This morning I'm continuing to develop a generic penetration testing policy for the next NoticeBored security awareness module.
As always, it takes me more time and effort to write short, formal pieces such as a new policy than longer run-o-the-mill awareness briefings. The actual writing part is straightforward: knowing what to incorporate and what to leave out requires more thought.
A policy on pentesting presents particular challenges: I think I know what it has to say but what else should it say? How should it be said and what can be safely left unsaid?
The few published pentest policies Google has found me so far all differ in style, naturally, but also vary in purpose and content. Most are quite narrowly focused on specific aspects or types such as the vulnerability scanning performed under PCI-DSS. They have prompted me to consider aspects I might otherwise have neglected but I can improve on them by incorporating good ideas from all sources including my own experience in this area (such as it is!) and security standards into a more coherent and comprehensive whole.
The 'background' section to the policy is important in setting the scene, explaining the rationale for the policy statements that follow. So far, the background talks about the pros and cons of pentesting - its value to the business and its limitations as an assurance technique - in about 200 carefully-chosen words. That is followed by one succinct policy axiom, supported in turn by a few more detailed policy statements expanding on and explaining the key points. Other sections such as roles and responsibilities, and cross-references to related policies complete the model.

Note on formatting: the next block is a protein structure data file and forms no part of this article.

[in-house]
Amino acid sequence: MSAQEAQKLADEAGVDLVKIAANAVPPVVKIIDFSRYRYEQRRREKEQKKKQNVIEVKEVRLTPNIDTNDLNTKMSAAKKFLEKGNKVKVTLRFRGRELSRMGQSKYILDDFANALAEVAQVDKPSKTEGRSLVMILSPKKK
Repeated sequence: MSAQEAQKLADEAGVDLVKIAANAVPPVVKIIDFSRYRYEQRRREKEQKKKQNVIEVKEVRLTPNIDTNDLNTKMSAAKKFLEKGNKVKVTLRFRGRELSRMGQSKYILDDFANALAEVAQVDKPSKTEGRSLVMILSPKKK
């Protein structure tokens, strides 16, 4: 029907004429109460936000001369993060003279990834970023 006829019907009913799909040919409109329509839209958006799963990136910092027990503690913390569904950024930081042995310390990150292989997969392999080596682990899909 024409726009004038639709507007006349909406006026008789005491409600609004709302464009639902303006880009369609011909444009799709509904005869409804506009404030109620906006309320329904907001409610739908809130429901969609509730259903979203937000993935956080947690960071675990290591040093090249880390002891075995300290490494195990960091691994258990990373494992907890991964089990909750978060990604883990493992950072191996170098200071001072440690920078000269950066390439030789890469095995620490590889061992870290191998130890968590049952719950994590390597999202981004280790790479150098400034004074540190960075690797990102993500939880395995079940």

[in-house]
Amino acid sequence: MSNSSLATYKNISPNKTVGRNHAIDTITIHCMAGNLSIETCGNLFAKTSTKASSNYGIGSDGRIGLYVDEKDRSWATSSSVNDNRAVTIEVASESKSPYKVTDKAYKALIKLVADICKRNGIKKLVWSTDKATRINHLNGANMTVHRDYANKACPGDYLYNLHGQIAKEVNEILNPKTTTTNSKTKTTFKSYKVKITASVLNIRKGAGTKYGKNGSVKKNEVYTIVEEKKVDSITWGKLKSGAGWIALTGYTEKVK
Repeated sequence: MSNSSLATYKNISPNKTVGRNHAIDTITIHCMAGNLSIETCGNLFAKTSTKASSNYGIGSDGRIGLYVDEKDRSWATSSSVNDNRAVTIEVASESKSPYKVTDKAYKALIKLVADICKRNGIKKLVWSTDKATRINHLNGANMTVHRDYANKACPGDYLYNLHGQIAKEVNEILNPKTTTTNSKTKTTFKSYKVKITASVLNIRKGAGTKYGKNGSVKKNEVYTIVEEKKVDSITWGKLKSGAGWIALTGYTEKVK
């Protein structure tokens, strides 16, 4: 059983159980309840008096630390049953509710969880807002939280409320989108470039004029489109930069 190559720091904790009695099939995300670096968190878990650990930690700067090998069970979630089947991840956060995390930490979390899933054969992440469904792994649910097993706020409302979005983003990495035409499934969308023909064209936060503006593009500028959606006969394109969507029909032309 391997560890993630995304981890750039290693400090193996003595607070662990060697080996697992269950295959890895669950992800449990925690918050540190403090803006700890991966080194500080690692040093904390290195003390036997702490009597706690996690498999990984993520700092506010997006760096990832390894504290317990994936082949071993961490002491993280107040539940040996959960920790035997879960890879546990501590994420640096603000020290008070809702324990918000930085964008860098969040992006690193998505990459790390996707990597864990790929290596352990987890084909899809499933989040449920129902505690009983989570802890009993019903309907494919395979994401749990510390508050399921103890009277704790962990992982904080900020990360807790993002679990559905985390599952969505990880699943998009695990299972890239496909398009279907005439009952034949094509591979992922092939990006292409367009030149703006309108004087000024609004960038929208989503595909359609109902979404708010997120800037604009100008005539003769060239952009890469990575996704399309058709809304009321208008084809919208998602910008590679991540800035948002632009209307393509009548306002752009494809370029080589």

It is tempting to concentrate purely on the technology aspects since pentesting obviously revolves around IT but the broader business and risk management aspects are equally relevant for any policy. The technical/cybersecurity controls required within pentesting only make sense in the context of administrative controls around the pentesting process, extending all the way out to the clarification of pentest objectives and parameters, selection of suitable pentesters, contracts and agreements, oversight/monitoring, scheduling, ethics, reporting and, of course, the downstream activities of systematically addressing identified vulnerabilities. Running Nessus, or whatever, is but a small cog in a larger, more complicated mechanism.
Authorization is a key control for pentesting so I'm carefully figuring out what that actually means, how it works and how to express it in terms that should work for almost any organization - which is yet another complication for me. I'm not writing a pentest policy for my own company or a specific client, but a generic or universal model - at least that's the objective.
Actually, the primary objective is educational, raising awareness of information risk and security: the model policies we offer are merely mechanisms to set people thinking and talking. It's an added bonus if they end up with effective security policies based on ours but even if they don't, I hope they have been stimulated to review, consider and discuss their options.